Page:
Around 80 farmers, advisors and students gathered near Sulingen. First Hauke Ahnemann, leader of case study 3, explained the basic soil functions: ‘The ideal soil holds enough water, saves nutrients and can support machinery when needed. All of this can be influenced by our practices.’ The increase of soil organic matter and the facilitation of soil life could have particularly high potential.
What this could look like in practice was explained by Maximilian Henne from the German Society of soil conservation cultivation (GKB e.V.). As a farmer and advisor, he has managed around 100 hectares under no-tillage for seven years. In addition to the main crops (barley, wheat, oilseed rape and beans), catch crops are used whenever possible to achieve plant cover over the whole year. ‘The chemical and physical properties of the soil are important, before direct seeding can be introduced’, Henne advised. The improved soil life guarantees stable yields, increases the soil’s ability to support machinery and reduces the need for artificial plant protection and fertilization.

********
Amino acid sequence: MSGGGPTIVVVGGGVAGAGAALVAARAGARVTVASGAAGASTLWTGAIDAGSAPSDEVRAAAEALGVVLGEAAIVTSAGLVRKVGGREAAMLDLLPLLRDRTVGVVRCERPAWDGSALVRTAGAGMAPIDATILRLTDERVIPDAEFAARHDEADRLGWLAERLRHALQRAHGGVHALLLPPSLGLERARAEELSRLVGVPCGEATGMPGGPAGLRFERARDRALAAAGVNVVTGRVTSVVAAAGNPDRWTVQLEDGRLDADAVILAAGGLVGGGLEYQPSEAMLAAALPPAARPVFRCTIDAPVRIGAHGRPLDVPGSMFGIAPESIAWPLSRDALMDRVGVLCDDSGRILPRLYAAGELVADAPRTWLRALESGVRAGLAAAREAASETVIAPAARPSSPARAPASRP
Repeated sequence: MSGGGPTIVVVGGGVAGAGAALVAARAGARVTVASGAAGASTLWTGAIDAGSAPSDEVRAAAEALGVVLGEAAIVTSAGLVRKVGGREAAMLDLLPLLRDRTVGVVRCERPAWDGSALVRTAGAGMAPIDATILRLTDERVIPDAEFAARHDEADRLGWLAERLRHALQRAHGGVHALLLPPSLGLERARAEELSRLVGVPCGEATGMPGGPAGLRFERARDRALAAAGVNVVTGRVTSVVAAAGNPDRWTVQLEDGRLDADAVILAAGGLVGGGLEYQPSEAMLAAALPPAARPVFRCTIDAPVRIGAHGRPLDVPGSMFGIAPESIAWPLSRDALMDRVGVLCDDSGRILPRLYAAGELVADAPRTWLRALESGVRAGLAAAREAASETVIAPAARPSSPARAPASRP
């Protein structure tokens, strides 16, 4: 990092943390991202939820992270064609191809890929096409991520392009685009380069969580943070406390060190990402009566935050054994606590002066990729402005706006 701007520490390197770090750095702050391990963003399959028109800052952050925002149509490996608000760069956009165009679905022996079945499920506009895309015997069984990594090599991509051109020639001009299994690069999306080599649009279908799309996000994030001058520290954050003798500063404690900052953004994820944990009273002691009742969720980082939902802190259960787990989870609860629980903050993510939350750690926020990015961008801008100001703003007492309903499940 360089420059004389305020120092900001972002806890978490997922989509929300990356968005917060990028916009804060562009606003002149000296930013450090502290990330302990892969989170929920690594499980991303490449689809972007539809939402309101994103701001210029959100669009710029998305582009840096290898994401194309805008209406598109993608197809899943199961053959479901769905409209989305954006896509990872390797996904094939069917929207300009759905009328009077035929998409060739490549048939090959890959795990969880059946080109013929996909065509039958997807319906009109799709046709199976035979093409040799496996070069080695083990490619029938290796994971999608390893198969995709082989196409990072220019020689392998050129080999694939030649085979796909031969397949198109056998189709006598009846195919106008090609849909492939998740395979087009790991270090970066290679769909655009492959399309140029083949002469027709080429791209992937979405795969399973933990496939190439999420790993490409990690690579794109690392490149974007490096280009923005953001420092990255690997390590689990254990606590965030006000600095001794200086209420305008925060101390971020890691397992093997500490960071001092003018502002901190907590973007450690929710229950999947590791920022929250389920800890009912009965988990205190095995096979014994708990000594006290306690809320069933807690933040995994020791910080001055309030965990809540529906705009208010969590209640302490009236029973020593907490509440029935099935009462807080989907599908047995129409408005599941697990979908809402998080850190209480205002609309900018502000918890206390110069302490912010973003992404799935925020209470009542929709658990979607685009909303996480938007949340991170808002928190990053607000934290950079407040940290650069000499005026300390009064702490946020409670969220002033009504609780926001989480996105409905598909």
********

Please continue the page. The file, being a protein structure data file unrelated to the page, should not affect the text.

The field day was concluded with a practical demonstration on the fields of the poultry farm Schierholzer Wiesenei. Alexander Schierholz-Prilop discovered direct sowing in Ukraine, and now wants to convert the farm together with his family. During the demonstration, he showed a vetch-rye mixture being sown into a diversified catch crop with and without tillage. Hereby Henne explained practical things about the no-tillage system.
This field day was a great success for the case study. With the exploration of no-tillage in northern Germany, the regional crop rotations will be diversified to enhance water quality and stabilize yields against extreme weather conditions.